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Review: Livewire #3

Writer: Vita Ayala

Artist: Raul Allen and Patricia Martin

Letterer: Saida Temofonte

Publisher: Valiant Entertainment

Rating: 12+ Only

What is it that separates a hero from a villain? Is it intent? Is it sacrifice? Is it love? Is it belief? Is it the result of that belief? Can a writer get away with asking seven questions at the beginning of a review? Livewire #3 continues its engaging story with the intent to ask the reader with these tough philosophical thought processes within the backdrop of a visual masterwork of a fight scene. If you would like to find out more about the whole comic, please see my review on Issue #1 and Issue #2.

In Livewire #3, we find Amanda “Livewire” McKee confronted with a powerful foil from her past named Pan. He is as engaging a character as he is powerful, as his supernatural power allows him to tap into individuals’ memories. It is with these flashback sequences that the reader can start to piece together Livewire’s past that has been teased since the beginning of the book. As both Pan and Amanda battle across the pages physically, one starts to see the cerebral battle that is being fought as well. We find that the titular characters brand of heroism may not be one that we are comfortable with. Revolution comes with a cost, and Livewire has paid dearly for hers and it is Pan that provides the point that her failings are of her own volition. Is Pan the villain in the story? Or is Livewire? The narrative questions that are created within this issue are excellent.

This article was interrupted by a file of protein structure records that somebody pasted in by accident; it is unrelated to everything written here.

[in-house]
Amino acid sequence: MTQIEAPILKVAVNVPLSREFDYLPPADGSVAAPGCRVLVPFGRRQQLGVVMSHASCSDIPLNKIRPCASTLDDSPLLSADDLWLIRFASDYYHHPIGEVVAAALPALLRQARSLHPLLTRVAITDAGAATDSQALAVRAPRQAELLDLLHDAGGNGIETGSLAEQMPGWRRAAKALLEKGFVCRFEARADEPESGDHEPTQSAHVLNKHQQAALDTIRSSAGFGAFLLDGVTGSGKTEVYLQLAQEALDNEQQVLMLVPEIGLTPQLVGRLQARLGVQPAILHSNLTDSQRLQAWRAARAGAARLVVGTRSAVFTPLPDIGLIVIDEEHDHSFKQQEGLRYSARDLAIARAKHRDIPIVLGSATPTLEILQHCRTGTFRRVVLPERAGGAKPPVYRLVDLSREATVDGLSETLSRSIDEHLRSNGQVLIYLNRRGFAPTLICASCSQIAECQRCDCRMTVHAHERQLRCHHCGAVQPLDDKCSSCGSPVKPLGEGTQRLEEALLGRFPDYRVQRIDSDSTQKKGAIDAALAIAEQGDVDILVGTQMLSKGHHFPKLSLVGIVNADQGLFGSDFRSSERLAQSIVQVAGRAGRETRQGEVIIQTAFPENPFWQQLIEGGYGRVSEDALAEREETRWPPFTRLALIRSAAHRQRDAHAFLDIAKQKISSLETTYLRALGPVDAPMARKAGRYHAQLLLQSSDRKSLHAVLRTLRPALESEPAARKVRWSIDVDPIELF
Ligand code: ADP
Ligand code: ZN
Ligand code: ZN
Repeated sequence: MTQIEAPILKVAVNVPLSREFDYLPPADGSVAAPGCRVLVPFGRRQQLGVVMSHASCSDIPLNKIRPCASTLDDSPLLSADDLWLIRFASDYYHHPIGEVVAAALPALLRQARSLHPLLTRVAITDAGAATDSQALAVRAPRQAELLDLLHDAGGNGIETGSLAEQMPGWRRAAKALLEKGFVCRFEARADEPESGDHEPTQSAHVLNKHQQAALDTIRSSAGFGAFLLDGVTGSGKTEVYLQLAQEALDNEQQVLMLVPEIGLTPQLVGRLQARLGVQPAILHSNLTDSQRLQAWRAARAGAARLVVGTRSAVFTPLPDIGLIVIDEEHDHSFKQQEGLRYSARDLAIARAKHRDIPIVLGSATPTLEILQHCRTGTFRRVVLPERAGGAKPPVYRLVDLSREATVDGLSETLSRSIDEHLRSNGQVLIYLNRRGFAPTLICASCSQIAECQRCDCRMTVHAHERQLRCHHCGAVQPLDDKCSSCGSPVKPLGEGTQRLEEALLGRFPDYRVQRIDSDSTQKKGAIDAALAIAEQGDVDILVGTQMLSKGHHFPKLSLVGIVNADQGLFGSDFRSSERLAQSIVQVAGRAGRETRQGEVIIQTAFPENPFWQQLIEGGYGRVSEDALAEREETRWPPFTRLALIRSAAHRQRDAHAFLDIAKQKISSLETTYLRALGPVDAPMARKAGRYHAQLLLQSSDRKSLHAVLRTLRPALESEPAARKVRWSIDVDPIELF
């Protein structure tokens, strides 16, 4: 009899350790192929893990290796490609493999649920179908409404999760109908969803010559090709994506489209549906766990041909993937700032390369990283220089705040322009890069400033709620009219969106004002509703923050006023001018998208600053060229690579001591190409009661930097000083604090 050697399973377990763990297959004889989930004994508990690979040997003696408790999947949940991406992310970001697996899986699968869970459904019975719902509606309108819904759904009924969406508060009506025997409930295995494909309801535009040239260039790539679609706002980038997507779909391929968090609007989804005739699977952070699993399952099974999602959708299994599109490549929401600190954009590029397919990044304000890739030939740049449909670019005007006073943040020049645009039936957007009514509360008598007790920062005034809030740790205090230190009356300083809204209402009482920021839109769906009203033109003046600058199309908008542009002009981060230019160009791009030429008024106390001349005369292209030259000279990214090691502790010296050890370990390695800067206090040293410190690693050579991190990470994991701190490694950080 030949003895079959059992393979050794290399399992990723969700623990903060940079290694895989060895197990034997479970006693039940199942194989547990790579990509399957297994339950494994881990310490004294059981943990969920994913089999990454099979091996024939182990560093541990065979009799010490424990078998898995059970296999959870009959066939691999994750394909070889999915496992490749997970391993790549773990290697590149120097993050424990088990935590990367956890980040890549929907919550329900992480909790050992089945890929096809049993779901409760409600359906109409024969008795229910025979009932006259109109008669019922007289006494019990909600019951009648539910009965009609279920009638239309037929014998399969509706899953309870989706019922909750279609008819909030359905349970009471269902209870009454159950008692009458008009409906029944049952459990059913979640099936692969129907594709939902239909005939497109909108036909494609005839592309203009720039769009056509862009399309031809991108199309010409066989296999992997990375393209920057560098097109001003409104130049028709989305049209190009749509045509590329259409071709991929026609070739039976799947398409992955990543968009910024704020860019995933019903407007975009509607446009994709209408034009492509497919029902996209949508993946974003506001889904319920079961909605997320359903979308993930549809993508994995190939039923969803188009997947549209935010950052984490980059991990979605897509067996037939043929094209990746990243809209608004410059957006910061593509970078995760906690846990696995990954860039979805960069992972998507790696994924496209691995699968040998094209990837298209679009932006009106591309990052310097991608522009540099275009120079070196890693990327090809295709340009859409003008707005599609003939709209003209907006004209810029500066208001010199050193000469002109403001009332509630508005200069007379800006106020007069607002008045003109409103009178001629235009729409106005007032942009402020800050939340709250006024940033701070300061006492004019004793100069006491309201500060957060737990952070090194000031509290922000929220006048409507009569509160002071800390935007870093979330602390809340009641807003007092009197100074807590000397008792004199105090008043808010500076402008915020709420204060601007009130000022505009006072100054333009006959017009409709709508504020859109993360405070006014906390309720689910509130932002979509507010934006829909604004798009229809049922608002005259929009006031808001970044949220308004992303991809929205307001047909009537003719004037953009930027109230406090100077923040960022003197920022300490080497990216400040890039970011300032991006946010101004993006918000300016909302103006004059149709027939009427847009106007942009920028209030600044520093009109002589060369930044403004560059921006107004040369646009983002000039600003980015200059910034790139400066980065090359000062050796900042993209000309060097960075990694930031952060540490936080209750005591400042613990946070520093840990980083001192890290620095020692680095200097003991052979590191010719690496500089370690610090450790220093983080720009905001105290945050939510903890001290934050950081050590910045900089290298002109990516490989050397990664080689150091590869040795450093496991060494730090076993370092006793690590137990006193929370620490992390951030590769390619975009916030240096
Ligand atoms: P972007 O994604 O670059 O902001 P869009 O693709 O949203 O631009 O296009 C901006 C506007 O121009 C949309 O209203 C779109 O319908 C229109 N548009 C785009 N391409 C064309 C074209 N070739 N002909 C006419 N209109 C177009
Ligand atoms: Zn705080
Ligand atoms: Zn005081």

Livewire #3. Image credit Valiant Entertainment.

Once again, the artwork continues to shine in this novel. I want to point out a section where the word “bang” is used as a panel. The viewpoint is one where the reader sees a top down picture of the room, eliciting a sense of scale as broken objects are strewn across the room. The faded pink in the center to strong accented magenta at the border give a sense outward expansion of power. Coupling this with the word “bang” itself causes the imaginary noise in one’s mind, immersing the reader into the explosion itself. I continue to be impressed with the character design in this novel. From Amanda’s individual dreads, to Pan’s cocky, bowlegged stance; each character is drawn and colored with a true flair and attention to detail. This is an excellent example of writer and artist being creatively in sync.

The third installment of this book has me hooked on this series. The snippets of Amanda’s past that are now coming to light are more intriguing than ever. The themes of the psyche versus the physical are ever present throughout, both in the dialogue and the actual powers that both Pan and Livewire exhibit. I cannot recommend a book more. Do yourself a favor and start reading this series.

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Ryan Files is an avid comic book and video game consumer, reviewer, and critic hailing from the boondocks of Illinois. He has taken his ethnographic cultural studies background and applied it to his love of geekdom. He is a huge Star Wars nerd, Castlevania fanatic, and his power level is definitely over 9000. When he isn’t online writing about how he misses old school beat em’ ups like Final Fight, Streets of Rage, or TMNT IV Turtles in Time, he raises his 3 Dora Milaje warrior girls with the most awesome wife a blerd could ask for. You can reach the mumbly one @moblipeg on Twitter or email him at moblipeg@gmail.com.

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